Passing Storm

Animated Landscape No. 4

2022 . . . sound painting (4:30)

In 1973, I composed my second orchestra piece as a graduate student at the University of Michigan. The title was inspired by John Cage’s famous Imaginary Landscapes No. 4, which we performed as I was an ensemble member of Contemporary Directions. The idea of animating an otherwise static sound mass, devoid of progressive harmony, was a quintessential feature of what I came to think of as the Midwestern Style of 1960s and 1970s large ensemble music. Successful models included prize winning pieces such as (my teacher) Leslie Bassett’s Variations for Orchestra (1966), Donald Erb’s The Seventh Trumpet (1969), and Joseph Schwantner’s …and the mountains rising nowhere (1977) and Aftertones of Infinity (1979).

So many great American landscape artists of the 19th century painted fascinating panoramic scenes. One of my favorites, who captured the grandeur of Western, mountainous landscapes, was Albert Bierstadt:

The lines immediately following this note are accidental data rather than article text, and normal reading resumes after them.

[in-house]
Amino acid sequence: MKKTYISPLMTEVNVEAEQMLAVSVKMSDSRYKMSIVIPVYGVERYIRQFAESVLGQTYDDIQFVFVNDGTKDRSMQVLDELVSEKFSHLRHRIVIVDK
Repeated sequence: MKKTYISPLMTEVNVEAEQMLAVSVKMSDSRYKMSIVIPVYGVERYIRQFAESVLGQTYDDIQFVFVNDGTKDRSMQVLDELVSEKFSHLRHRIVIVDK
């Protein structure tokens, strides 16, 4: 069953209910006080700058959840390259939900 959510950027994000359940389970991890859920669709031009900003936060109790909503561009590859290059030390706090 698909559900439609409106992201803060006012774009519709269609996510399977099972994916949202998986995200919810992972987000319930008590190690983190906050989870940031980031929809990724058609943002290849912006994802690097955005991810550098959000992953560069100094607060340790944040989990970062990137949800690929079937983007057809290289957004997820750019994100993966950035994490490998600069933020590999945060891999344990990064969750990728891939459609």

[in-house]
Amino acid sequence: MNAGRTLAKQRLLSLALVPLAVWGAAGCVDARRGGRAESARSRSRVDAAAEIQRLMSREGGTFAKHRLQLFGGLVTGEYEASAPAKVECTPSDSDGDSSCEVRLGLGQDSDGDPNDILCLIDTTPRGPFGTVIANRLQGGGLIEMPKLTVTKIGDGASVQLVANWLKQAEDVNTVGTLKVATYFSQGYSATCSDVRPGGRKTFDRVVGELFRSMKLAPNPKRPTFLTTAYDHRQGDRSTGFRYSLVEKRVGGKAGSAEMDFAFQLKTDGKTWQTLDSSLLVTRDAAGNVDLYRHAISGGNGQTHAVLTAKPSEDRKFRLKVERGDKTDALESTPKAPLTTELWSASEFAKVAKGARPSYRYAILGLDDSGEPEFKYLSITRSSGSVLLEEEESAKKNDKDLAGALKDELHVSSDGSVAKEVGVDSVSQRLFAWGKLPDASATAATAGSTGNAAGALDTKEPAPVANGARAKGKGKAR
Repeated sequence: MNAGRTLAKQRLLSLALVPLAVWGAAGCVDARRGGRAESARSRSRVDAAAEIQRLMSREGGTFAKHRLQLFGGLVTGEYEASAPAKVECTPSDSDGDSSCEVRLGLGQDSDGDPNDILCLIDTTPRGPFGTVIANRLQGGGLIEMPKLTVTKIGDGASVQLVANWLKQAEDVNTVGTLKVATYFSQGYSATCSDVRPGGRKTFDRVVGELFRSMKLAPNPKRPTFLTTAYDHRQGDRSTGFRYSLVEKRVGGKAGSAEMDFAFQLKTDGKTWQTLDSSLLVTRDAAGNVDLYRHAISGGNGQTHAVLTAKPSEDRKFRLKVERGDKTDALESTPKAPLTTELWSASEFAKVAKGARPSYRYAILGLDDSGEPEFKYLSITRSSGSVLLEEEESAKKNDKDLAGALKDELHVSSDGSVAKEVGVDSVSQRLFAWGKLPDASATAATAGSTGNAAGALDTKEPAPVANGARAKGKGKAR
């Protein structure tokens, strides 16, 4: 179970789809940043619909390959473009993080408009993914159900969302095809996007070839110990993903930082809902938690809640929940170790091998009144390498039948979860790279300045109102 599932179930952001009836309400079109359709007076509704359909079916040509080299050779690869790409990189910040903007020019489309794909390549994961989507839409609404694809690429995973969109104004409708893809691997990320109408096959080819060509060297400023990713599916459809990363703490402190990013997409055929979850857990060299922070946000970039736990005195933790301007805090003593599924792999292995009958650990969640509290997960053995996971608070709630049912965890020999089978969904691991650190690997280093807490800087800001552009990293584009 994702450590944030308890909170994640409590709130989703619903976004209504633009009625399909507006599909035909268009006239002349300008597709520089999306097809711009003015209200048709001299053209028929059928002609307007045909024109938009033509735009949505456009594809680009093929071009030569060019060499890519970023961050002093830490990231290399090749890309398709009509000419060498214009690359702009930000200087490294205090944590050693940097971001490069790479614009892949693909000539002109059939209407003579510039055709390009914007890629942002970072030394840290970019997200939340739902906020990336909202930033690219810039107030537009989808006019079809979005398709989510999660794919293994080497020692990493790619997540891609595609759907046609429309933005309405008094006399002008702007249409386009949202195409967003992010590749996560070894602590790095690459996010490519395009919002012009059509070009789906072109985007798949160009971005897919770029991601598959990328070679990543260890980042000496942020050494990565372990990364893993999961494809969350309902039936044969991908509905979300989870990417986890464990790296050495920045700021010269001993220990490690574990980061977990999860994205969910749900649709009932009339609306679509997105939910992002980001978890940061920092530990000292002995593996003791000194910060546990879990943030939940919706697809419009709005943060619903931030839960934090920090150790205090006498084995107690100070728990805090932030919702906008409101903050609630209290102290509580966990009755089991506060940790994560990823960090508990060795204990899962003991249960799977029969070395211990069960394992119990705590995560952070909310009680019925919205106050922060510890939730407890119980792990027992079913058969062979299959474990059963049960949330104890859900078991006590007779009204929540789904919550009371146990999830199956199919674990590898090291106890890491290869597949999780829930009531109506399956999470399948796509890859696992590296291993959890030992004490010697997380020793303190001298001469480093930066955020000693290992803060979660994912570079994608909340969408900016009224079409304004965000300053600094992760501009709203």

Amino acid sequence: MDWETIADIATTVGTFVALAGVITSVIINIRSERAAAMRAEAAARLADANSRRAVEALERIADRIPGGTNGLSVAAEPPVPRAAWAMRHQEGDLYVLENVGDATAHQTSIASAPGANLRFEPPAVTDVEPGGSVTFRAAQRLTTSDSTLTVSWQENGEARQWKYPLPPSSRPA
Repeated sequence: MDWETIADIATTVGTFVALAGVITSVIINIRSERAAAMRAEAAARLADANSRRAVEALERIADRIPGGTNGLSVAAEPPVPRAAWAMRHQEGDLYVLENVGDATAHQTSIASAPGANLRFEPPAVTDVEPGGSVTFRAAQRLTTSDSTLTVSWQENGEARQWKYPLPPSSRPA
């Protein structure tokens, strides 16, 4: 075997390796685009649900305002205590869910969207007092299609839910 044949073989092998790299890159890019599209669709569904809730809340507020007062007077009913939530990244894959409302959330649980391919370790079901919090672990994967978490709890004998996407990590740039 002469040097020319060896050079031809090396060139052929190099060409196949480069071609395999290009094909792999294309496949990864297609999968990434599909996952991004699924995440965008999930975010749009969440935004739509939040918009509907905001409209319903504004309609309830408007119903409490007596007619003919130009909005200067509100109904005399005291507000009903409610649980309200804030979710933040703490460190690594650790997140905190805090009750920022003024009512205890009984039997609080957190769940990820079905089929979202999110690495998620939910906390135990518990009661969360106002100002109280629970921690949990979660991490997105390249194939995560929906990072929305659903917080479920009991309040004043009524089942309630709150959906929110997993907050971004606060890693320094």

Albert Bierstadt: Passing Storm over the Sierra Nevadas (1870) – San Antonio Museum of Art

You can see stark contrasts in brightness and in sense of motion between the mirror-smooth water and roiling clouds. Even the word “passing” in the title suggests change, a necessary ingredient of an analog musical landscape.

While not trying to actually map the physical composition of any painting, my musical inspiration came from considering this painting’s features of background, foreground, and highlights of strong visual focus. Musical gestures started with distant swelling sonorities, which as they crescendo feel like they are emerging forward toward us. After deciding to name the piece Passing Storm after the Bierstadt, however, I realized I had no storm in the music, just gentle sprinkles. Thus was created a stronger sonic rendering of the sprinkles to provide a more aggressive introduction. The following four minutes overlaps sound masses animated in time, contrasting dark vs. bright sounds, loud vs. soft, and timeless sustained sound vs. busy points of “light.”

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